In thinking about our topic of kairos, or timing of response to crises, I thought of Tylenol- a company who had the best timing in a PR crises ever. And Perrier- who did a terrible job. Let's think...
When a crisis erupts, a company must spring into action to save their tarnishing image. Rash planning becomes imperative to save not only a company but also often human lives. Often a general model can be established for hypothetical problems and concurring media relations. Many companies find themselves stumbling, such as the recent Merck and Vioxx legalities and the established Source Perrier catastrophe. Occasionally a company can barrel through the time of difficulty and come out stronger, such as Johnson & Johnson’s Tylenol.
In what is often considered one of the best handlings of a public relations crisis, Tylenol encountered problems in 1982 when seven people died in the Chicago area. These deaths, while at first appearing obscure and unrelated, resulted from Tylenol laced with 10,000 times the lethal dose of cyanide. As soon as suspicion turned towards the painkillers, announcements were made to avoid all Tylenol products, and the company had to act quickly to save themselves.
The company’s first objective was to handle the crisis, and their second was to handle the subsequent image problems. This ranking was of ultimate importance when their reliability was questioned. An immediate halt was put to all advertising and a nationwide recall of 31 million bottles of Tylenol, with a retail value of more than 100 million dollars, was implemented. Johnson & Johnson in a humanitarian attempt to find the killer issued a reward of $100,000. Finally, as outreach and psychological comfort, the company offered to exchange all Tylenol capsules that had already been purchased for Tylenol tablets.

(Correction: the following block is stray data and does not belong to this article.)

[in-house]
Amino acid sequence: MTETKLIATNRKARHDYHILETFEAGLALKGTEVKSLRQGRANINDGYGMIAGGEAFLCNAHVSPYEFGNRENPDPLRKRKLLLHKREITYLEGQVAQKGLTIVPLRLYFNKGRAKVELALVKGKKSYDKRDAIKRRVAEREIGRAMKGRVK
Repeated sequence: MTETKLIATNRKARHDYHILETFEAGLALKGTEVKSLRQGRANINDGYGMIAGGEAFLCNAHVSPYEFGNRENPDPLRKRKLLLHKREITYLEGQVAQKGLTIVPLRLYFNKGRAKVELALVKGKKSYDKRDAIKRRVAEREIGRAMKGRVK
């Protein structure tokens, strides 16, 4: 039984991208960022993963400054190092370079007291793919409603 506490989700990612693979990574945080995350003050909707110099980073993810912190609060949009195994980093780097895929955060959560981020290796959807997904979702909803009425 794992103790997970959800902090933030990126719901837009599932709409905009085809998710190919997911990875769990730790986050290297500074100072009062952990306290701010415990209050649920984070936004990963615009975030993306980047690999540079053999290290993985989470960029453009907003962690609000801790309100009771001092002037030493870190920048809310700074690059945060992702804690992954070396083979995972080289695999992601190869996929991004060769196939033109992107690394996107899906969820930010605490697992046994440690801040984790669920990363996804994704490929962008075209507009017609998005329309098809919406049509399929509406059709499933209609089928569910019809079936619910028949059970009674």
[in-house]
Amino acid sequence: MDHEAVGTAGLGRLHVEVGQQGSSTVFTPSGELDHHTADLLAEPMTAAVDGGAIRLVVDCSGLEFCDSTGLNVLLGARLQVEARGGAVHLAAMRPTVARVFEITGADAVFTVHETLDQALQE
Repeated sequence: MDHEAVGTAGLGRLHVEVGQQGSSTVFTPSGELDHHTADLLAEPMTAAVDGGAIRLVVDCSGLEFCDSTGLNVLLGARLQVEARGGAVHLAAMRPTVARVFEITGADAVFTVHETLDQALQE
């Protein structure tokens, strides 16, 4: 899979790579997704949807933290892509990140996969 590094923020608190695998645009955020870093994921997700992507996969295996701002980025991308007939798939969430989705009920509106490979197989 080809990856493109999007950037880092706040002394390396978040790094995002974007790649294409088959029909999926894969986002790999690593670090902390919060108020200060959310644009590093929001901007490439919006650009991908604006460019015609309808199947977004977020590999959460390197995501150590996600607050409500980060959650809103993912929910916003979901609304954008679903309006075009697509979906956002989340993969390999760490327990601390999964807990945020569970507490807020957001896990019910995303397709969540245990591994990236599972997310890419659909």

In a five-pronged attack, Tylenol approached their social comeback. Like a determined debutante, Tylenol was introduced back into the market in tamper-proofed bottles. Coupons and discounts were coupled with a totally revamped advertising campaign. Direct, personal promotional presentations were also made to reassure the medical community of the safety of Tylenol.
In direct contrast with the brilliantly handled Tylenol case, Source Perrier, the lead importer of bottled water, also dealt with a crisis when traces of benzene were found in the water. Benzene is a poisonous liquid shown to cause cancer in laboratory animals, although the traces were not in lethal amounts. The company hesitated in issuing a recall and limited the first recall to North America. After Dutch and Danish officials discovered results of benzene in Perrier, the recall became worldwide.
Source Perrier was discredited worldwide in large part because the company’s explanation for the recall kept changing. After traces of benzene were found in Perrier bottles in other parts of the world, company officials altered their original explanation. Meanwhile, Perrier still insisted that its famous spring in Vergeze, France was unpolluted. These inconsistent statements further raised consumers’ suspicions, and created an image of disregard for public safety.
Source Perrier and Merck have handled their problems by putting the company first in the crises, not the individuals directly affected. Source Perrier never managed to rise again to its climax of 1989, and Merck has a shaky future ahead. Tylenol approached the tragedy with visible empathy and managed to persevere by regaining strength and ensuring longevity.